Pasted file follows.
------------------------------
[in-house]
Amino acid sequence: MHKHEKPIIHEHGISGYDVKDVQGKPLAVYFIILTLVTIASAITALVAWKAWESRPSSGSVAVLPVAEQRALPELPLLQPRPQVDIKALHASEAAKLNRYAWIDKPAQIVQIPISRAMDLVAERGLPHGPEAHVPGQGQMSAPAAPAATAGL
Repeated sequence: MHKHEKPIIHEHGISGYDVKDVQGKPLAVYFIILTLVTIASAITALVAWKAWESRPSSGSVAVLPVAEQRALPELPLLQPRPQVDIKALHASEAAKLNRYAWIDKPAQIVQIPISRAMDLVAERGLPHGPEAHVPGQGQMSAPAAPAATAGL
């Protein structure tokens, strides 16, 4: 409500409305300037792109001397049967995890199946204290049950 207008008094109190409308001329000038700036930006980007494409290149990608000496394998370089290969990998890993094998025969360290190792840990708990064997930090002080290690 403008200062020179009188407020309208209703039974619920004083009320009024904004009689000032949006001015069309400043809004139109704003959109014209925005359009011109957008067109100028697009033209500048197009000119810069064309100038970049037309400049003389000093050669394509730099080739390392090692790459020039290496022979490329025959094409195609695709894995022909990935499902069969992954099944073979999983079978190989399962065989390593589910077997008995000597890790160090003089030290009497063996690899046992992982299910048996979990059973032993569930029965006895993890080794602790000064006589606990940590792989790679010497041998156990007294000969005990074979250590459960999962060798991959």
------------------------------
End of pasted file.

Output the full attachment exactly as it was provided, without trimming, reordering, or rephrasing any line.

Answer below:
[in-house]
Amino acid sequence: MHKHEKPIIHEHGISGYDVKDVQGKPLAVYFIILTLVTIASAITALVAWKAWESRPSSGSVAVLPVAEQRALPELPLLQPRPQVDIKALHASEAAKLNRYAWIDKPAQIVQIPISRAMDLVAERGLPHGPEAHVPGQGQMSAPAAPAATAGL
Repeated sequence: MHKHEKPIIHEHGISGYDVKDVQGKPLAVYFIILTLVTIASAITALVAWKAWESRPSSGSVAVLPVAEQRALPELPLLQPRPQVDIKALHASEAAKLNRYAWIDKPAQIVQIPISRAMDLVAERGLPHGPEAHVPGQGQMSAPAAPAATAGL
């Protein structure tokens, strides 16, 4: 409500409305300037792109001397049967995890199946204290049950 207008008094109190409308001329000038700036930006980007494409290149990608000496394998370089290969990998890993094998025969360290190792840990708990064997930090002080290690 403008200062020179009188407020309208209703039974619920004083009320009024904004009689000032949006001015069309400043809004139109704003959109014209925005359009011109957008067109100028697009033209500048197009000119810069064309100038970049037309400049003389000093050669394509730099080739390392090692790459020039290496022979490329025959094409195609695709894995022909990935499902069969992954099944073979999983079978190989399962065989390593589910077997008995000597890790160090003089030290009497063996690899046992992982299910048996979990059973032993569930029965006895993890080794602790000064006589606990940590792989790679010497041998156990007294000969005990074979250590459960999962060798991959």